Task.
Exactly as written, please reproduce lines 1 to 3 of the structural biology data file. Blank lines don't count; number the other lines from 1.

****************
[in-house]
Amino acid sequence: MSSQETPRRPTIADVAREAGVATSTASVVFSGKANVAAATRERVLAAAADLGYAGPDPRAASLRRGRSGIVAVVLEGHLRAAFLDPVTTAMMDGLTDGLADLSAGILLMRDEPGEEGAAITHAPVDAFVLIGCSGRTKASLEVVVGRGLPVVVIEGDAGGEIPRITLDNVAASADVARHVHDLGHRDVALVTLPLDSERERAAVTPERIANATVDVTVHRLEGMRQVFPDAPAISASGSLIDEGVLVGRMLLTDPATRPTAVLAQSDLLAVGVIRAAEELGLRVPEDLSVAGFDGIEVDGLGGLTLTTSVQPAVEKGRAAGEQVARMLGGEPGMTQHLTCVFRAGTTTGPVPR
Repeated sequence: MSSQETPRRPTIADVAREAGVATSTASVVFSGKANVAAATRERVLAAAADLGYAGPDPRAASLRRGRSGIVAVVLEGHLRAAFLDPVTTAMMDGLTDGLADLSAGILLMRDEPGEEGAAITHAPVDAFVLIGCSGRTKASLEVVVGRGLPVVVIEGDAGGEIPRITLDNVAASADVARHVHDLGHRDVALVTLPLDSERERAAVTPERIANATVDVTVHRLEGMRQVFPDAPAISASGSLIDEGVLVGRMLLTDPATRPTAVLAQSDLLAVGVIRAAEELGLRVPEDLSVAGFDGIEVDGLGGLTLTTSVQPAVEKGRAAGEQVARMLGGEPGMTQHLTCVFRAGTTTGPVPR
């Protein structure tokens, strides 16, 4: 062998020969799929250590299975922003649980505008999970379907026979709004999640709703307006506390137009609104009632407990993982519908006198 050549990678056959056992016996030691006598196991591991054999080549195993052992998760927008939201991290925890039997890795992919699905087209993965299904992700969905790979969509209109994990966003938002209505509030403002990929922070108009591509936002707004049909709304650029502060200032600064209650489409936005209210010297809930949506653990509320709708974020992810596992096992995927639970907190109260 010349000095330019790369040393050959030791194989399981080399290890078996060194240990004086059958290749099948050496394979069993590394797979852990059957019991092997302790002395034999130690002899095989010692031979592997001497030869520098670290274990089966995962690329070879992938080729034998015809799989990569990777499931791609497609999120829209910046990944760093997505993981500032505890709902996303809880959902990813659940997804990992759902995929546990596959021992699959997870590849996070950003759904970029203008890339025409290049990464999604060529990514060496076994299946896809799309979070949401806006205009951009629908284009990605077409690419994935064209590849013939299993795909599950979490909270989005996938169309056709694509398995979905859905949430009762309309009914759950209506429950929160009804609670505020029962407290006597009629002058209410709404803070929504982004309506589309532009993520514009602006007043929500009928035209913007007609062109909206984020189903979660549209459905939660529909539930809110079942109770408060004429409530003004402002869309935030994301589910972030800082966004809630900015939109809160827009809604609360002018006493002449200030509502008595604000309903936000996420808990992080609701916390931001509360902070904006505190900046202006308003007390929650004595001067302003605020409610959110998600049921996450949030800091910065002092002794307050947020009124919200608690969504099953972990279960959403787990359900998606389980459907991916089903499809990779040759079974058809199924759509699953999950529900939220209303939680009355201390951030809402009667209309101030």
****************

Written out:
[in-house]
Amino acid sequence: MSSQETPRRPTIADVAREAGVATSTASVVFSGKANVAAATRERVLAAAADLGYAGPDPRAASLRRGRSGIVAVVLEGHLRAAFLDPVTTAMMDGLTDGLADLSAGILLMRDEPGEEGAAITHAPVDAFVLIGCSGRTKASLEVVVGRGLPVVVIEGDAGGEIPRITLDNVAASADVARHVHDLGHRDVALVTLPLDSERERAAVTPERIANATVDVTVHRLEGMRQVFPDAPAISASGSLIDEGVLVGRMLLTDPATRPTAVLAQSDLLAVGVIRAAEELGLRVPEDLSVAGFDGIEVDGLGGLTLTTSVQPAVEKGRAAGEQVARMLGGEPGMTQHLTCVFRAGTTTGPVPR
Repeated sequence: MSSQETPRRPTIADVAREAGVATSTASVVFSGKANVAAATRERVLAAAADLGYAGPDPRAASLRRGRSGIVAVVLEGHLRAAFLDPVTTAMMDGLTDGLADLSAGILLMRDEPGEEGAAITHAPVDAFVLIGCSGRTKASLEVVVGRGLPVVVIEGDAGGEIPRITLDNVAASADVARHVHDLGHRDVALVTLPLDSERERAAVTPERIANATVDVTVHRLEGMRQVFPDAPAISASGSLIDEGVLVGRMLLTDPATRPTAVLAQSDLLAVGVIRAAEELGLRVPEDLSVAGFDGIEVDGLGGLTLTTSVQPAVEKGRAAGEQVARMLGGEPGMTQHLTCVFRAGTTTGPVPR